Consumer confidence in the UK’s general economic situation has improved in January, up three points on this time last year to -26, new figures released today reveal.
According to the GfK/NOP Consumer Confidence Index, consumer appetite for making major purchases also grew over January, as the index showed a four point improvement to -22, its second highest level in over two years.
Such positive results are in line with the CBI’s findings earlier this month that UK retail sales beat expectations, noted analyst firm Capital Economics though it warned that last week’s disappointing GDP numbers left sentiment fragile.
Capital Economics’ UK Economist Martin Beck said: “Talk of a “triple-dip” recession following last week’s disappointing GDP numbers means sentiment could start to approach the lows seen in recent years.
“Just as confidence appeared to react positively to news in October last year that the economy had grown in the third quarter, it may fall back following Q4’s bad news.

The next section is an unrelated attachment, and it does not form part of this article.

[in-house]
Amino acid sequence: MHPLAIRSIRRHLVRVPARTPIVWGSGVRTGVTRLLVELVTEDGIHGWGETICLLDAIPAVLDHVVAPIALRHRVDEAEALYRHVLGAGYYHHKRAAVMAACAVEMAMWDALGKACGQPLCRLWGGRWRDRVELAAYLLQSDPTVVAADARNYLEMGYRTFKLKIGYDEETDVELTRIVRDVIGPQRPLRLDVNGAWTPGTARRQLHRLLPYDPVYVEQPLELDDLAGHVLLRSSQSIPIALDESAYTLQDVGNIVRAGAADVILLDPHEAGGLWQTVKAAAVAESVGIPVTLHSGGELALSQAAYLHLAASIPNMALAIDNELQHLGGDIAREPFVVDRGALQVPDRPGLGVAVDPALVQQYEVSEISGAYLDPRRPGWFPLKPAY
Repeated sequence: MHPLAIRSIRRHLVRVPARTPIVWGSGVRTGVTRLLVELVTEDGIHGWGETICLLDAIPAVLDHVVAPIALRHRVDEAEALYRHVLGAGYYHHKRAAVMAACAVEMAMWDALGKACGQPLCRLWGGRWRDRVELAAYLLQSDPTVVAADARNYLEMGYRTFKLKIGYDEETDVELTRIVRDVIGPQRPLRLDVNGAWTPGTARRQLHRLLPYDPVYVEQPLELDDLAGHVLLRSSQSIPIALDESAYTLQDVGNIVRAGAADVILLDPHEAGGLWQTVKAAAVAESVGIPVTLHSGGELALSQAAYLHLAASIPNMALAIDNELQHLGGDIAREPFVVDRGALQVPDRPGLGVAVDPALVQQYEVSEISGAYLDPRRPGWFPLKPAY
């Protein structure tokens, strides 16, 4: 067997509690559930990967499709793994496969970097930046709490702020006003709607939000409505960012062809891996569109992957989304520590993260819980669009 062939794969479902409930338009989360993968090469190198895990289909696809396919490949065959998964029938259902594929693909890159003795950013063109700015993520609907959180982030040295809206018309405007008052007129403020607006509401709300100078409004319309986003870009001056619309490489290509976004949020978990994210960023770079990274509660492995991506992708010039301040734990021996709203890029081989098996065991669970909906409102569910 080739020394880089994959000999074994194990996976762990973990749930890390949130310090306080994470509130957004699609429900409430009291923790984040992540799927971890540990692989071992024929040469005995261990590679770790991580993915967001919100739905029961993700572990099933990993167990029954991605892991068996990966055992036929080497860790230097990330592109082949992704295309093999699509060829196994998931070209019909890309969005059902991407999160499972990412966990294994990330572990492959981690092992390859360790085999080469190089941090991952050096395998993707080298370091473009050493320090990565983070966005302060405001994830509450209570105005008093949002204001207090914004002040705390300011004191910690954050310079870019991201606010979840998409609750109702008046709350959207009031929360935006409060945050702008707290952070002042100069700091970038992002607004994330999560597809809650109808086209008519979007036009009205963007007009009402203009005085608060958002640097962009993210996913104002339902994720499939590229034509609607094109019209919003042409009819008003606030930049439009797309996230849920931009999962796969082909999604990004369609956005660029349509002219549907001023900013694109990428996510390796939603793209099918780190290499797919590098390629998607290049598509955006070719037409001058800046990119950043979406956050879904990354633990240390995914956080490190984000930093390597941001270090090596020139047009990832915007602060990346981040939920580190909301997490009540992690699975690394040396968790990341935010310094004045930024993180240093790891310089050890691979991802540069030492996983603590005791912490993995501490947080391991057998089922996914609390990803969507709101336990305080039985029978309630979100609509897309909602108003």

“And, given the poor starting point, if fears of a “triple-dip” materialise, it would not be surprising if confidence approached the depths reached in the 2008/09 recession.”
GfK/NOP’s index also revealed that consumer confidence in personal finances has taken a hit post-Christmas with the index measuring changes in personal finances during the last 12 months decreasing two points on the same period last year.
The forecast for the coming 12 months has remained the same this month at -7, two points higher than this time last year though Nick Moon, Managing Director of Social Research at GfK, said that despite “a definite note of optimism”, the figures may be cause for concern.
Moon commented: “It’s worth noting that people’s views of their own financial situation aren’t as optimistic… and this suggests it is too soon to say if more positive views on the general economy mark the start of sustained rise in the Index.
“Indeed, the continuing gloom from the high street and the talk of triple-dip recession makes that seem somewhat unlikely, but a rise in two months out of the last three is an encouraging sign.”